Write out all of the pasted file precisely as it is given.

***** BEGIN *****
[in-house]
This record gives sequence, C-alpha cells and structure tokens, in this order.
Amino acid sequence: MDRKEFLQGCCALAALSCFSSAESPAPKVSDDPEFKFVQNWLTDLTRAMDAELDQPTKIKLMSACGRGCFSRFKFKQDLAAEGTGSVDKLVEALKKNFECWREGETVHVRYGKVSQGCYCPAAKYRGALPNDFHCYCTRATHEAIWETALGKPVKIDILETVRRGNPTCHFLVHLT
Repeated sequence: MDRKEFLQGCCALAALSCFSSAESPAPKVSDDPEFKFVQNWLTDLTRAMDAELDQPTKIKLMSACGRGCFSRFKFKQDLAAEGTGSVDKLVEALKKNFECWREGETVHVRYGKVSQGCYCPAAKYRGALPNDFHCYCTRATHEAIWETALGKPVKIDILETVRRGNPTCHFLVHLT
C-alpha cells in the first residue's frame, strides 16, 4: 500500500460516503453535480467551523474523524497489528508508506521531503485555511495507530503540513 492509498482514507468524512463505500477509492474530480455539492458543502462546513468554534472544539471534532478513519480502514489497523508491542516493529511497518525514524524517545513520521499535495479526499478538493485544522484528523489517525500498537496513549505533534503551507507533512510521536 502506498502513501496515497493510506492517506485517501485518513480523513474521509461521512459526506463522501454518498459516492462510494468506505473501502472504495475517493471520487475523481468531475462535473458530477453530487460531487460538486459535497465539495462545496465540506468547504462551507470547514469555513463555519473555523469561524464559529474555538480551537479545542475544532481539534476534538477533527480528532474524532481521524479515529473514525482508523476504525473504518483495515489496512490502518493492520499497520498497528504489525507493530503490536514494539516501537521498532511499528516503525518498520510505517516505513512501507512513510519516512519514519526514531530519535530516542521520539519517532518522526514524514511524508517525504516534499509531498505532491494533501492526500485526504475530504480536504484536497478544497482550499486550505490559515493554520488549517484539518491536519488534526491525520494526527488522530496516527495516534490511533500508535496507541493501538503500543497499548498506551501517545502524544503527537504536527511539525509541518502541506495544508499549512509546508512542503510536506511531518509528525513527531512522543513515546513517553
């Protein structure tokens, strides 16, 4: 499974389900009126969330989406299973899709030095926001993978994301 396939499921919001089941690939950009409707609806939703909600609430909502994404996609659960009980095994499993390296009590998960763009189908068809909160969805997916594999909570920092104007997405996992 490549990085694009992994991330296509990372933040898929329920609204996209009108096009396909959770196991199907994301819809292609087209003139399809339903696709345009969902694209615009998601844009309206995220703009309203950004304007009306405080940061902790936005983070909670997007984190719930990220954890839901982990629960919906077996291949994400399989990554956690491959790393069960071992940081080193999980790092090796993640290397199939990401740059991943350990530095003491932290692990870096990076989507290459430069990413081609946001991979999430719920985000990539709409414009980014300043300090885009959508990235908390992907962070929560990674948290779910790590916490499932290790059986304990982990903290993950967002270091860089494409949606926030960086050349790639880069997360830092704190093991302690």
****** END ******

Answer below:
[in-house]
This record gives sequence, C-alpha cells and structure tokens, in this order.
Amino acid sequence: MDRKEFLQGCCALAALSCFSSAESPAPKVSDDPEFKFVQNWLTDLTRAMDAELDQPTKIKLMSACGRGCFSRFKFKQDLAAEGTGSVDKLVEALKKNFECWREGETVHVRYGKVSQGCYCPAAKYRGALPNDFHCYCTRATHEAIWETALGKPVKIDILETVRRGNPTCHFLVHLT
Repeated sequence: MDRKEFLQGCCALAALSCFSSAESPAPKVSDDPEFKFVQNWLTDLTRAMDAELDQPTKIKLMSACGRGCFSRFKFKQDLAAEGTGSVDKLVEALKKNFECWREGETVHVRYGKVSQGCYCPAAKYRGALPNDFHCYCTRATHEAIWETALGKPVKIDILETVRRGNPTCHFLVHLT
C-alpha cells in the first residue's frame, strides 16, 4: 500500500460516503453535480467551523474523524497489528508508506521531503485555511495507530503540513 492509498482514507468524512463505500477509492474530480455539492458543502462546513468554534472544539471534532478513519480502514489497523508491542516493529511497518525514524524517545513520521499535495479526499478538493485544522484528523489517525500498537496513549505533534503551507507533512510521536 502506498502513501496515497493510506492517506485517501485518513480523513474521509461521512459526506463522501454518498459516492462510494468506505473501502472504495475517493471520487475523481468531475462535473458530477453530487460531487460538486459535497465539495462545496465540506468547504462551507470547514469555513463555519473555523469561524464559529474555538480551537479545542475544532481539534476534538477533527480528532474524532481521524479515529473514525482508523476504525473504518483495515489496512490502518493492520499497520498497528504489525507493530503490536514494539516501537521498532511499528516503525518498520510505517516505513512501507512513510519516512519514519526514531530519535530516542521520539519517532518522526514524514511524508517525504516534499509531498505532491494533501492526500485526504475530504480536504484536497478544497482550499486550505490559515493554520488549517484539518491536519488534526491525520494526527488522530496516527495516534490511533500508535496507541493501538503500543497499548498506551501517545502524544503527537504536527511539525509541518502541506495544508499549512509546508512542503510536506511531518509528525513527531512522543513515546513517553
């Protein structure tokens, strides 16, 4: 499974389900009126969330989406299973899709030095926001993978994301 396939499921919001089941690939950009409707609806939703909600609430909502994404996609659960009980095994499993390296009590998960763009189908068809909160969805997916594999909570920092104007997405996992 490549990085694009992994991330296509990372933040898929329920609204996209009108096009396909959770196991199907994301819809292609087209003139399809339903696709345009969902694209615009998601844009309206995220703009309203950004304007009306405080940061902790936005983070909670997007984190719930990220954890839901982990629960919906077996291949994400399989990554956690491959790393069960071992940081080193999980790092090796993640290397199939990401740059991943350990530095003491932290692990870096990076989507290459430069990413081609946001991979999430719920985000990539709409414009980014300043300090885009959508990235908390992907962070929560990674948290779910790590916490499932290790059986304990982990903290993950967002270091860089494409949606926030960086050349790639880069997360830092704190093991302690």